Decatur Jones' Dion Cornett, who originally wrote that he thought SCO had a good chance of a partial judgment in the SCO v. IBM lawsuit, if the trial went to a jury, has now altered his view and rates SCO's chances with a jury less favorably. He changed his mind based on reading SCO's claim, in its Answer to IBM's 2nd Amended Counterclaims, that it did not know about IBM's work with Linux during Project Monterey, a claim which Groklaw debunked last week. Cornett writes, in the May 10th "Open Source Wall Street," that he believes SCO's odds with a jury have worsened, because of losing credibility from making such a claim, and because it simplifies IBM's story to the jury:
"SCOX jury dynamics less favorable
In a court filing early last week, SCOX claimed that it did not know that IBM was involved in Linux during work on Project Monterey, despite issuing several joint Linux press releases. Beyond the loss of credibility, we believe this set of facts may provide IBM with ammunition should the SCO v IBM lawsuit reach a jury. As early as our initiating coverage report, we argued that SCOX may win a partial judgment during the jury phase given the unpredictability of our jury system and the relative simplicity of SCOX’s claims (big company takes little local company’s purchased IP, lines of code are the same...). By contrast, IBM’s defense requires complex explanations of the UNIX family tree, derivative works, and esoteric aspects of contract law. However, SCOX’s apparent inconsistency may allow IBM to argue that SCOX was simply out-competed by companies, such as RHAT and SuSE, that it once did press releases with and now in bitterness is looking for deep pockets to sue."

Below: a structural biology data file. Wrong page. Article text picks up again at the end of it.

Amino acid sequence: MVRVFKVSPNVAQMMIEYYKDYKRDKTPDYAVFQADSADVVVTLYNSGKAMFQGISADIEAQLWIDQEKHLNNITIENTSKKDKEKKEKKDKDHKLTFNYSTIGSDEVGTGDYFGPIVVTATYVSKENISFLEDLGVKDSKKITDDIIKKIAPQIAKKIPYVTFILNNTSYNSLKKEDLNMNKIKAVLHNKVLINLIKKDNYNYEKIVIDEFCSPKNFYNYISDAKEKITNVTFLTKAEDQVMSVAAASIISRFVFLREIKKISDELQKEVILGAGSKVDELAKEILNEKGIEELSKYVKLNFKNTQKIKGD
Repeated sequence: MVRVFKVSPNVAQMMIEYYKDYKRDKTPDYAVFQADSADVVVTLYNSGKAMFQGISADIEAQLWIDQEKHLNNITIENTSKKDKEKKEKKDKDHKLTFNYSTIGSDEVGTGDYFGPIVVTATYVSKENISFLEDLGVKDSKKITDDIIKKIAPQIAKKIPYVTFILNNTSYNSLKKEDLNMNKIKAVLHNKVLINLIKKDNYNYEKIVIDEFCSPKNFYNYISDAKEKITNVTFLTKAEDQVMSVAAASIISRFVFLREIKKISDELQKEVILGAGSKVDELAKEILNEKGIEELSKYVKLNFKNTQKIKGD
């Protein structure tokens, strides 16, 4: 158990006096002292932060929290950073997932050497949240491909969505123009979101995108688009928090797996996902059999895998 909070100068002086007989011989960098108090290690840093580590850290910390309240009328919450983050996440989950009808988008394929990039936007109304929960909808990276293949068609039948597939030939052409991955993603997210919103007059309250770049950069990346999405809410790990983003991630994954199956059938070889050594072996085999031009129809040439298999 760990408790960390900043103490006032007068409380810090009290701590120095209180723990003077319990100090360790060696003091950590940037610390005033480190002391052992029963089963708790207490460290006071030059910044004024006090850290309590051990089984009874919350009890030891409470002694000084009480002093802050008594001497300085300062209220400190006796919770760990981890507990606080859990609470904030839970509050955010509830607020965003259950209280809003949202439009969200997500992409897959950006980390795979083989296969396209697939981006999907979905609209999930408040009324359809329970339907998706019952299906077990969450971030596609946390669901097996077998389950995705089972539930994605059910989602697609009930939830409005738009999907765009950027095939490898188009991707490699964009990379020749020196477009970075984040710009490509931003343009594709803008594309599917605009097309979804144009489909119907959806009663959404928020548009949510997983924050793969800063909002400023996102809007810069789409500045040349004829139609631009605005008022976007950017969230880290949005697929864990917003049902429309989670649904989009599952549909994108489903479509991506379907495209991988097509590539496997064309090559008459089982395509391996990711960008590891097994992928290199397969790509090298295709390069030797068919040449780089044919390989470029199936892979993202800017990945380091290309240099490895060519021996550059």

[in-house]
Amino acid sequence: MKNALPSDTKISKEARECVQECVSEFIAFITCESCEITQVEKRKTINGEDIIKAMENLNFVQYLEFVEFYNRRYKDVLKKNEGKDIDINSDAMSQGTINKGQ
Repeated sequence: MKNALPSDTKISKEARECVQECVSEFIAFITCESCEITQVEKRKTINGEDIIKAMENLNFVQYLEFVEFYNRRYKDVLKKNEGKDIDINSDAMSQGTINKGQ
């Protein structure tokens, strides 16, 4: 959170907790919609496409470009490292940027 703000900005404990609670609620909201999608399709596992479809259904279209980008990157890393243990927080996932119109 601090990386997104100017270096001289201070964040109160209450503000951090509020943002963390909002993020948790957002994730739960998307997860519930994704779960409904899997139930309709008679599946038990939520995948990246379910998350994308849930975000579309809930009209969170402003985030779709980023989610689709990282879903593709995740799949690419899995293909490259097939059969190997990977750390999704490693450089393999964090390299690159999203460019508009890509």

In SCO's Answer to IBM's 2nd Amended Counterclaims, it said:
"42. Admits the allegations of Paragraph 42, but alleges that SCO was unaware of IBM's Linux-related investment prior to its formal announcements thereof, and further alleges that IBM secretly and improperly failed to disclose to SCO such Linux-related investments and its intentions with respect to Linux before and during Project Monterey."